…and I AM a comic reader.

  8. Digital Coyote says:

    I know there are people who look like how the women in these titles are idealized–so it’s not haterade or shade I’m throwing–but the push for female characters to be more cum rag than competent disturbs me. More boobs, less story, but somehow the boobs are necessary to keep the story going? This is why I gave up on comics when I was still a teenager. I check in periodically to see if anything’s changed and I’m always disappointed. Knowing that the major producers couldn’t care less if or why I’m bothered by their product (because we all know their entire customer base is and always has been male *snorts*) saps my motivation to try to look for the “diversity” they’re claiming to have. DC’s reactions to the woman in the Batgirl costume at ComicCon are the icing on a foul-tasting cake. I thought moving media would offer an acceptable alternative but, alas, the disease is endemic to video gaming and there are more than a few titles I can’t be bothered with because of the same duckery (sic).

  9. Ryan says:

    I think there are a few reasons superhero books are presented this way but my best guess would be editorial pressure to appeal to their main demographic and get that money. There of course are some artists whose bread and butter is committing egregious crimes to female anatomy. This isn’t true of all comic books though and I urge you to take a look at some that don’t fall into the ‘superhero’ category before you write off the entire medium as yes, a majority of them subscribe to the male gaze unironically. I would recommend some of the following books:

    Y: The Last Man [Agent 355]
    The Walking Dead [Michonne]
    100 Bullets [Dizzy]
    Preacher [Tulip although she certainly does use her sexuality as a weapon]

    Granted, these books take on a subjectively more ‘mature’ tone than superhero fare but I’d be lying if I said I didn’t enjoy well-written superhero books, as well. I just wanted to provide a dissenting opinion that there are books out there that don’t present completely unrealistic women purely as sexual objects.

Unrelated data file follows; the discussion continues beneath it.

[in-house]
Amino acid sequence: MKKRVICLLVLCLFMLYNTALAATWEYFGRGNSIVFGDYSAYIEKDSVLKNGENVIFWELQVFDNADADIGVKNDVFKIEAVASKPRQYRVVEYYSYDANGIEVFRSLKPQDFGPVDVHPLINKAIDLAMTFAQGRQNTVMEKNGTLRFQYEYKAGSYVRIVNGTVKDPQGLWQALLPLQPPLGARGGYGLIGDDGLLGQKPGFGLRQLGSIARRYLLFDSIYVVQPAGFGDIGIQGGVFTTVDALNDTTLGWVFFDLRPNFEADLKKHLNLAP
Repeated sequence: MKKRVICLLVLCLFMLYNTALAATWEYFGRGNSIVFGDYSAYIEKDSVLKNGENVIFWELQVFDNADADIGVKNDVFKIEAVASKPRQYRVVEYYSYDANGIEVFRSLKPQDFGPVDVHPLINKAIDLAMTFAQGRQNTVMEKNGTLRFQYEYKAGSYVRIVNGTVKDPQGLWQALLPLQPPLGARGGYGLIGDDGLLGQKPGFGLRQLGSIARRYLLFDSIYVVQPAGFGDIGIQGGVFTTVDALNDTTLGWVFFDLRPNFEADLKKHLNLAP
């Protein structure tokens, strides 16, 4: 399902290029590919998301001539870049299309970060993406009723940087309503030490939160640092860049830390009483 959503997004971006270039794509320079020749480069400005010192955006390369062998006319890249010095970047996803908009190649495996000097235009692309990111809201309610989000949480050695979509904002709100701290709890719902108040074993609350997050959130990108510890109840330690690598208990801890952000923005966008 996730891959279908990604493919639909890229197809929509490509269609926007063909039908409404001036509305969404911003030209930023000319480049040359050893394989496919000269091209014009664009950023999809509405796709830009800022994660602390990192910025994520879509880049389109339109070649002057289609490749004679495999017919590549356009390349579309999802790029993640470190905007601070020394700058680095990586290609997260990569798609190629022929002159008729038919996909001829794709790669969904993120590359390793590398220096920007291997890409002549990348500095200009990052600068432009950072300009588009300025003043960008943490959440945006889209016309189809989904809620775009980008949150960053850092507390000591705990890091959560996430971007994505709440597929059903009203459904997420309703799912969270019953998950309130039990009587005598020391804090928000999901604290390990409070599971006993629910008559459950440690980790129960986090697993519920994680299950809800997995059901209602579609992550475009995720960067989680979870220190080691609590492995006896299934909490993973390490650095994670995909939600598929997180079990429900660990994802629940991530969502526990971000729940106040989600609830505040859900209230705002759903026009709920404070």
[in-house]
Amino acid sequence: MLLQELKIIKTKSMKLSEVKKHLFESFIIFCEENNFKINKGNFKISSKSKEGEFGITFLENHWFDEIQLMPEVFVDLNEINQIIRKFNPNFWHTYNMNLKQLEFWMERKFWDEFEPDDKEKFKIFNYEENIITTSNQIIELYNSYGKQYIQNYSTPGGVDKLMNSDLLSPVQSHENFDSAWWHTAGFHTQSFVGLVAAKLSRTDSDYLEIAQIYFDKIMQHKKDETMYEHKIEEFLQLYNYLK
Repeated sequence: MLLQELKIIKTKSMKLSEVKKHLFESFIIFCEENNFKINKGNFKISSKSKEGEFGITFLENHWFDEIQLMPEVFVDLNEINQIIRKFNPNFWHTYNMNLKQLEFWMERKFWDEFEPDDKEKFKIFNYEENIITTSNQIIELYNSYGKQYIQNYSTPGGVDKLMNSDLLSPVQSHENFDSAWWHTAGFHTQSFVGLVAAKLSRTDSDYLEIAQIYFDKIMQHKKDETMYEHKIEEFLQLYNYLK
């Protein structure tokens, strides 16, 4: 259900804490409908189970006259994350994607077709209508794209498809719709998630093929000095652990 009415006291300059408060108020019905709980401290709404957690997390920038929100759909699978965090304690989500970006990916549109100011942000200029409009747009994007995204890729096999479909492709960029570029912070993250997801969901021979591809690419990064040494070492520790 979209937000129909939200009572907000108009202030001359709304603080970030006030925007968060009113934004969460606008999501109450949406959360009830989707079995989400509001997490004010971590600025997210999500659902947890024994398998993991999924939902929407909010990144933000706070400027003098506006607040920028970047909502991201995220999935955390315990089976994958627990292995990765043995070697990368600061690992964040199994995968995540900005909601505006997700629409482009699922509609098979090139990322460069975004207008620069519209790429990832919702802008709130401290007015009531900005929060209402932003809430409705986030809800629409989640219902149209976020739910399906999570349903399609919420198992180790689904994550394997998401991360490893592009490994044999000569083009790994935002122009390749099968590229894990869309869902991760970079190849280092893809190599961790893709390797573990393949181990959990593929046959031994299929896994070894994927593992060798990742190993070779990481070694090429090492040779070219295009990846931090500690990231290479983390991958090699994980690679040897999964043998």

HOWEVER for an interesting foray into sexism in comic books, I highly recommend checking out Women in Refrigerators.

    1. Layogenic says:

      Agent 355 is a much-loved character of mine, but I think you might have a hard time selling a series wherein a male author tells women how they’d think, act, and feel when all the men are gone on this blog.

      Michonne is textbook Tough Black Woman–she’s expected to live through every atrocity that a man writing with one hand can think to throw at her without any sort of reaction, growth, change, or really even personality. Also while making sure the spotlight stays on Rick Grimes, because Walking Dead is drek.

      Never read 100 Bullets.

      But Preacher? Preacher, man? Really? The white British male fantasy about white US cowboys? Tulip knows how to shoot but she is in the story exclusively for Jesse’s manpain. Not exactly flattering.

  10. Luffy says:

    @ Lyogenic: I agree with most of what you have to say about what the real problem is. However, there is still a huge problem with the overuse and abuse of this titilized representation of woman, however well done it may be, in comics and animation. I watch a animated series called One Piece and cannot stand how cookie cutter every female character is. How they act and the roles they play might break some traditional gender stereotypes, but all except to female characters are tall, skinny, and curvacious with little or tight fitting clothes. In contrast, all male characters are unique in how they are drawn and in what they wear. It almost makes me want to stop watching. Its as if the male characters are the only ones allowed to be individuals.

    Also, I think this belongs here.